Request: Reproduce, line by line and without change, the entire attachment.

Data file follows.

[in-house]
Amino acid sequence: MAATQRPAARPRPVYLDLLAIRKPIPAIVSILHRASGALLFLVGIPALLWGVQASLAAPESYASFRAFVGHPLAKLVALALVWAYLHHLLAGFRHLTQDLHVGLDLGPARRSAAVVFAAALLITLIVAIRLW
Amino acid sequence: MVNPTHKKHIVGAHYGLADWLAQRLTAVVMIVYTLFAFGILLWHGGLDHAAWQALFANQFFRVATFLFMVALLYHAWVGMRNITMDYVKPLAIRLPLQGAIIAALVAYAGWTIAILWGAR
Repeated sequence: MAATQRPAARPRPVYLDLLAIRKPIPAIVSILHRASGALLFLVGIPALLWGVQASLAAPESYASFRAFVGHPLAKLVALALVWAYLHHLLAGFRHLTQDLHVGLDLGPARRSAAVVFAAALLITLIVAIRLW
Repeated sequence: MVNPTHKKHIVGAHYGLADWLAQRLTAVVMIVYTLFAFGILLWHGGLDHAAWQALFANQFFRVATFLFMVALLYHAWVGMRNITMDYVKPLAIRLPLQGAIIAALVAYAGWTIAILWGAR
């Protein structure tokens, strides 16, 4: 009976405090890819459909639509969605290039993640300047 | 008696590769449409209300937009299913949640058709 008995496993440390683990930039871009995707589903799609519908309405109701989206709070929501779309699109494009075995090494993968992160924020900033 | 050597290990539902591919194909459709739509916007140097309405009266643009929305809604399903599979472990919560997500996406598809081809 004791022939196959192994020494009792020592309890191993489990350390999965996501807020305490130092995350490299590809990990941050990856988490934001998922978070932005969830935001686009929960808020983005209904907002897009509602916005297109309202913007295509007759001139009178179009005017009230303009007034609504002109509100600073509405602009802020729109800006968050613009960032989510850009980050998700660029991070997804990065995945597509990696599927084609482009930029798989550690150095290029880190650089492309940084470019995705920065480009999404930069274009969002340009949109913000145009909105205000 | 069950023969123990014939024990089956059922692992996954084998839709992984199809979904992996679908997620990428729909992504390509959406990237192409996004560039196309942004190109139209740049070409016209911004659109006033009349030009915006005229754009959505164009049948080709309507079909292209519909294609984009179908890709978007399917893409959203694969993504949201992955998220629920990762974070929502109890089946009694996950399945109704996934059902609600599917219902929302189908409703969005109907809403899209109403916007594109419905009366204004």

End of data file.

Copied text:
[in-house]
Amino acid sequence: MAATQRPAARPRPVYLDLLAIRKPIPAIVSILHRASGALLFLVGIPALLWGVQASLAAPESYASFRAFVGHPLAKLVALALVWAYLHHLLAGFRHLTQDLHVGLDLGPARRSAAVVFAAALLITLIVAIRLW
Amino acid sequence: MVNPTHKKHIVGAHYGLADWLAQRLTAVVMIVYTLFAFGILLWHGGLDHAAWQALFANQFFRVATFLFMVALLYHAWVGMRNITMDYVKPLAIRLPLQGAIIAALVAYAGWTIAILWGAR
Repeated sequence: MAATQRPAARPRPVYLDLLAIRKPIPAIVSILHRASGALLFLVGIPALLWGVQASLAAPESYASFRAFVGHPLAKLVALALVWAYLHHLLAGFRHLTQDLHVGLDLGPARRSAAVVFAAALLITLIVAIRLW
Repeated sequence: MVNPTHKKHIVGAHYGLADWLAQRLTAVVMIVYTLFAFGILLWHGGLDHAAWQALFANQFFRVATFLFMVALLYHAWVGMRNITMDYVKPLAIRLPLQGAIIAALVAYAGWTIAILWGAR
């Protein structure tokens, strides 16, 4: 009976405090890819459909639509969605290039993640300047 | 008696590769449409209300937009299913949640058709 008995496993440390683990930039871009995707589903799609519908309405109701989206709070929501779309699109494009075995090494993968992160924020900033 | 050597290990539902591919194909459709739509916007140097309405009266643009929305809604399903599979472990919560997500996406598809081809 004791022939196959192994020494009792020592309890191993489990350390999965996501807020305490130092995350490299590809990990941050990856988490934001998922978070932005969830935001686009929960808020983005209904907002897009509602916005297109309202913007295509007759001139009178179009005017009230303009007034609504002109509100600073509405602009802020729109800006968050613009960032989510850009980050998700660029991070997804990065995945597509990696599927084609482009930029798989550690150095290029880190650089492309940084470019995705920065480009999404930069274009969002340009949109913000145009909105205000 | 069950023969123990014939024990089956059922692992996954084998839709992984199809979904992996679908997620990428729909992504390509959406990237192409996004560039196309942004190109139209740049070409016209911004659109006033009349030009915006005229754009959505164009049948080709309507079909292209519909294609984009179908890709978007399917893409959203694969993504949201992955998220629920990762974070929502109890089946009694996950399945109704996934059902609600599917219902929302189908409703969005109907809403899209109403916007594109419905009366204004």